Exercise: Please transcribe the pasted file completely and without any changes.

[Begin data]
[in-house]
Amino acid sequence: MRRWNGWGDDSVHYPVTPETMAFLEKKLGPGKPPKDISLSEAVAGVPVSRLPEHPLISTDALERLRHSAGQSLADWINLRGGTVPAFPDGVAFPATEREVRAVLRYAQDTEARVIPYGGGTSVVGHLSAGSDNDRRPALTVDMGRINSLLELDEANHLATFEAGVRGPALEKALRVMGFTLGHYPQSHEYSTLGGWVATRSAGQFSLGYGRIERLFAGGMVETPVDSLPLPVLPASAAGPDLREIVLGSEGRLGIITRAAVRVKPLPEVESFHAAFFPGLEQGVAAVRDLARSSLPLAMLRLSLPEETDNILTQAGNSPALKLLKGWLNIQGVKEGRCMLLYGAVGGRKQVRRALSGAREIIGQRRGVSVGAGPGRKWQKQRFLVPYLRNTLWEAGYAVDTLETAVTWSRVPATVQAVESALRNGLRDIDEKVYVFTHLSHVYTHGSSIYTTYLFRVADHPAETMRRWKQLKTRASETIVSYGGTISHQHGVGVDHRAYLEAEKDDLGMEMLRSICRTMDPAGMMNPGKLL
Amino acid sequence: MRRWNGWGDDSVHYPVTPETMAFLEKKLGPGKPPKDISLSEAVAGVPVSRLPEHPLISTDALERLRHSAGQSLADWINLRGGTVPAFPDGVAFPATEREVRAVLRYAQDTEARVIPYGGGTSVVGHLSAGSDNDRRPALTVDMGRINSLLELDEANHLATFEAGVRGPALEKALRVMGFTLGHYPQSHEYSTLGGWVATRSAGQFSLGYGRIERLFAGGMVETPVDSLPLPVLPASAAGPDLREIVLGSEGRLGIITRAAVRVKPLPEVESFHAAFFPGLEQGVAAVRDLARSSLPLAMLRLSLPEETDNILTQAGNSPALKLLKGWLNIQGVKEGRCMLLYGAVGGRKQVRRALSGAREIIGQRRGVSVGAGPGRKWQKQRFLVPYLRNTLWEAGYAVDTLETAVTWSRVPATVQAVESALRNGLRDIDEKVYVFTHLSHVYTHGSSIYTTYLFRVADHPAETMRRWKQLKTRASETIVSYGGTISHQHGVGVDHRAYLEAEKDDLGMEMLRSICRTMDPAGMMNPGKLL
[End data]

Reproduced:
[in-house]
Amino acid sequence: MRRWNGWGDDSVHYPVTPETMAFLEKKLGPGKPPKDISLSEAVAGVPVSRLPEHPLISTDALERLRHSAGQSLADWINLRGGTVPAFPDGVAFPATEREVRAVLRYAQDTEARVIPYGGGTSVVGHLSAGSDNDRRPALTVDMGRINSLLELDEANHLATFEAGVRGPALEKALRVMGFTLGHYPQSHEYSTLGGWVATRSAGQFSLGYGRIERLFAGGMVETPVDSLPLPVLPASAAGPDLREIVLGSEGRLGIITRAAVRVKPLPEVESFHAAFFPGLEQGVAAVRDLARSSLPLAMLRLSLPEETDNILTQAGNSPALKLLKGWLNIQGVKEGRCMLLYGAVGGRKQVRRALSGAREIIGQRRGVSVGAGPGRKWQKQRFLVPYLRNTLWEAGYAVDTLETAVTWSRVPATVQAVESALRNGLRDIDEKVYVFTHLSHVYTHGSSIYTTYLFRVADHPAETMRRWKQLKTRASETIVSYGGTISHQHGVGVDHRAYLEAEKDDLGMEMLRSICRTMDPAGMMNPGKLL
Amino acid sequence: MRRWNGWGDDSVHYPVTPETMAFLEKKLGPGKPPKDISLSEAVAGVPVSRLPEHPLISTDALERLRHSAGQSLADWINLRGGTVPAFPDGVAFPATEREVRAVLRYAQDTEARVIPYGGGTSVVGHLSAGSDNDRRPALTVDMGRINSLLELDEANHLATFEAGVRGPALEKALRVMGFTLGHYPQSHEYSTLGGWVATRSAGQFSLGYGRIERLFAGGMVETPVDSLPLPVLPASAAGPDLREIVLGSEGRLGIITRAAVRVKPLPEVESFHAAFFPGLEQGVAAVRDLARSSLPLAMLRLSLPEETDNILTQAGNSPALKLLKGWLNIQGVKEGRCMLLYGAVGGRKQVRRALSGAREIIGQRRGVSVGAGPGRKWQKQRFLVPYLRNTLWEAGYAVDTLETAVTWSRVPATVQAVESALRNGLRDIDEKVYVFTHLSHVYTHGSSIYTTYLFRVADHPAETMRRWKQLKTRASETIVSYGGTISHQHGVGVDHRAYLEAEKDDLGMEMLRSICRTMDPAGMMNPGKLL